Updating the Selikoff Insulator Cohort mortality information

Efforts to update the Selikoff Insulator Cohort are expected to provide valuable information to better understand the progression of asbestos-related disease. However, before we address this work and what it means, we want to discuss the cohort and what the initial work meant.

Dr. Irving J. Selikoff was a medical researcher who is considered the father of occupational medicine. He is best remembered for his research on asbestos-related illness and for his contributions to the establishment of federal asbestos regulations.

As reported in 1968 in The Journal of the American Medical Association, Dr. Selikoff and his colleagues noticed a striking interaction between occupational exposure to asbestos and cigarette smoking among 370 Insulators in the New York metropolitan area. They estimated that Insulators with a history of both exposures had
in excess of a 90-fold increased risk of death due to lung cancer compared with never-smokers in the general U.S. population not occupationally exposed to asbestos.

Dr. Selikoff’s group at the Mount Sinai School of Medicine went on to study the mortality experience of the entire North American Insulators Union, and in 1979, reported that among 17,800 Insulators followed from 1967 through 1976, there were at least 429 deaths due to lung cancer – with a greater than fourfold increased risk.

Through Dr Selikoff’s work of studying this cohort, the world began to slowly realize the deadly nature of asbestos, as he was the first to describe the full scope of the asbestos-related disease.

The chart below illustrates the members of the Selikoff cohort, by Local Union.

Insulators Union - Insulators Journal - Selikoff Cohort by Local Union

Work performed by Dr. Markowitz to update the mortality (cause-of-death) information for a subset of 2,907 members of the Selikoff cohort has yielded very important findings regarding the role of asbestosis – in addition to that of asbestos exposure and smoking – in the development of asbestos-related disease.

This work to update the mortality information for the entire 17,800 members will likely result in valuable new information, which may help Insulators who have been exposed to asbestos.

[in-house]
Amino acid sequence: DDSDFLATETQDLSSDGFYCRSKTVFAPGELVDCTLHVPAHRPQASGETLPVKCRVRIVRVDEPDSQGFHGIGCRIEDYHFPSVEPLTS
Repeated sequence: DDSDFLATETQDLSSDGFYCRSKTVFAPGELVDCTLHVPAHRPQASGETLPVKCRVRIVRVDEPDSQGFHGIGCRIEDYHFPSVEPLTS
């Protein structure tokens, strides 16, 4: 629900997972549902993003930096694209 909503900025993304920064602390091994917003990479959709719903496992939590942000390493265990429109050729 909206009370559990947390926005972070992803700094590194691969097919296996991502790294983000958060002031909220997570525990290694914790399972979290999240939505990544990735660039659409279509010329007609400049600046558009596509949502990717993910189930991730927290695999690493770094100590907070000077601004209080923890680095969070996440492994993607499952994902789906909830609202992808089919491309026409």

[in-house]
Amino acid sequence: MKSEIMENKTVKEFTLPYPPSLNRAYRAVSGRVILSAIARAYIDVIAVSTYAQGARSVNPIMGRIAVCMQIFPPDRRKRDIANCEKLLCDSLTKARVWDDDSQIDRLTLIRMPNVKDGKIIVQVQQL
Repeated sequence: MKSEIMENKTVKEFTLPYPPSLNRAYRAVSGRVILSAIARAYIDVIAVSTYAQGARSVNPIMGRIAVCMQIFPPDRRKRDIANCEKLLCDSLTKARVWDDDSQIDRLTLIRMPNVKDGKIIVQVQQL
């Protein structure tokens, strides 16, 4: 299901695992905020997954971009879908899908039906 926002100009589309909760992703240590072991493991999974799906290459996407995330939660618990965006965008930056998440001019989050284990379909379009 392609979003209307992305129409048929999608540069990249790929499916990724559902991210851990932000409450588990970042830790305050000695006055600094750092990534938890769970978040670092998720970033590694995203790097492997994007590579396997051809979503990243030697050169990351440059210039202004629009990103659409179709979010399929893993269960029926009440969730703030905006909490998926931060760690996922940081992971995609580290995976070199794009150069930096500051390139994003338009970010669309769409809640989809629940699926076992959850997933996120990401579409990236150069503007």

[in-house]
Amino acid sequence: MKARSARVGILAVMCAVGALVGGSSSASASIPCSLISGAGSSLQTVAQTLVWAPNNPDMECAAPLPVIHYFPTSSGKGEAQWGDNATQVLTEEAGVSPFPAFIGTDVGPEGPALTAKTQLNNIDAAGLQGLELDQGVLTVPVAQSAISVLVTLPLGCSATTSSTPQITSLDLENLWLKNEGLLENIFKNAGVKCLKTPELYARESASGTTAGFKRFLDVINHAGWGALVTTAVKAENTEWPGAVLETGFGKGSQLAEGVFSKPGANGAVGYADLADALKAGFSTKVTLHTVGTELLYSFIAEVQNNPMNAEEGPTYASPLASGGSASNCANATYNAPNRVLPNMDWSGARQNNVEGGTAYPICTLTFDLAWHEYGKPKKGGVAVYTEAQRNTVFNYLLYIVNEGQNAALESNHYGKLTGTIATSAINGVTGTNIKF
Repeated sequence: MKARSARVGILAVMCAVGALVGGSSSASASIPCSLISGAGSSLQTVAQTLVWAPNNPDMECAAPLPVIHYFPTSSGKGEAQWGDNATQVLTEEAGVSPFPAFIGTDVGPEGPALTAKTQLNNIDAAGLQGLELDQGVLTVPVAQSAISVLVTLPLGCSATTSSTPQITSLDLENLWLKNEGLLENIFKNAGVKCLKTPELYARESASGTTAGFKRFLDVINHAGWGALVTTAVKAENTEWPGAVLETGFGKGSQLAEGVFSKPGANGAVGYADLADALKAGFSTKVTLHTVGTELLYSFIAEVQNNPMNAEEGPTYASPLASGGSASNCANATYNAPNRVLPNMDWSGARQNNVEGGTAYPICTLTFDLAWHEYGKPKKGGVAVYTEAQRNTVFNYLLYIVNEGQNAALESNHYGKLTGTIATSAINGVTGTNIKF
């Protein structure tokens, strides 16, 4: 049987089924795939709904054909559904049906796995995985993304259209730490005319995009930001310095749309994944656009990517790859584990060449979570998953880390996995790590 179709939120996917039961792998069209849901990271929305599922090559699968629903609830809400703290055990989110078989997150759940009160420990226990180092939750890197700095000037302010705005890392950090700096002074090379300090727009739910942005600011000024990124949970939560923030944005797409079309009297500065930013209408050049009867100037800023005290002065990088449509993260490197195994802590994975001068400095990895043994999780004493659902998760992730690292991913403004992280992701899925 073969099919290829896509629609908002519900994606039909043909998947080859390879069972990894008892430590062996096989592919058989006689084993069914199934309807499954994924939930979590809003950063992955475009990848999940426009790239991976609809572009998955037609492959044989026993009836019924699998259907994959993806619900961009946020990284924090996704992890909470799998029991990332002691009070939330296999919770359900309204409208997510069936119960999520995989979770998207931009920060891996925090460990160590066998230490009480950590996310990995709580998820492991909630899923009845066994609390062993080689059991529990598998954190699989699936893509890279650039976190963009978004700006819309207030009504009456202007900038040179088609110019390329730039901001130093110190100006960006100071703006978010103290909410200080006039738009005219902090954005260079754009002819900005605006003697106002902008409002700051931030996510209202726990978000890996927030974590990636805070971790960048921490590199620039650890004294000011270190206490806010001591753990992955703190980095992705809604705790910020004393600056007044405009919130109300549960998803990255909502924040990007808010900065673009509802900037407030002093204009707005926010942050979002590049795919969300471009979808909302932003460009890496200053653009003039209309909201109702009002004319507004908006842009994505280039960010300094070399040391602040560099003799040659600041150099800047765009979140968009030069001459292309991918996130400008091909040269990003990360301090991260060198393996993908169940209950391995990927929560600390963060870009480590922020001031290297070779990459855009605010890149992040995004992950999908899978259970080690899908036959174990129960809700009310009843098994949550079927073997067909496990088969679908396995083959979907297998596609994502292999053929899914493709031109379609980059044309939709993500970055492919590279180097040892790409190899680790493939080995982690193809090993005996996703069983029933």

Some of the important implications of the work includes updating the 9 percent figure for insulator mortality from mesothelioma, (compared to 0.01 percent for the general population) that everyone assumes has decreased over the years. If the data reveals the mortality rate has not decreased, then we will have an important finding to counter the public (mis) perception that no one is exposed any longer to asbestos.

In addition, Dr. Selikoff did not address exposure quantitatively, and we are working to enhance the cohort information by adding exposure duration from Selikoff’s records (the famous ‘red’ books) and HFIAW records. There are multiple sources containing important and useful information that need to be processed.

Sources from Dr. Selikoff such as the “serum log” and “record of deaths” binders, as well as the “red books,” were evaluated for information and have been entered into electronic versions (which will also preserve them for the future).

An on-going log of death certificates being received from the International is also continuously updated. These records provide new or more accurate information about the cohort members.

Over the past year, we have merged the information from the red books into the cohort, yielding more than 2,000 helpful identifiers such as new or different Social Security numbers (SSN) or name discrepancies.

The serum log binder contributed 823 new identifiers, and the record of deaths has contributed 2,026 identifiers, as well as other useful information such as age, date of death and cause of death. The ongoing death certificate incorporation has contributed 1,944 identifiers, so far, and will continue to provide more information.

In total, these efforts have yielded around 6,000 social security numbers for the cohort of 17,800. Once all of the data has been reconciled from the various sources to the Selikoff cohort, the information will be sent to the NDI (U.S. National Death Index) to get missing death certificates and cause of death. For Canada, we will have to go province-by-province or try to work through Health Canada.

The main reason for all this work is to lay the groundwork for future analyses, which cannot be performed until the cohort mortality information is updated. Multiple sources of records containing helpful information about cohort members have been evaluated and consolidated electronically. Once all the work is finished to update the cohort, then the picture will become clearer about the deadly nature of asbestos and its terrible effect on members of the Insulation industry.

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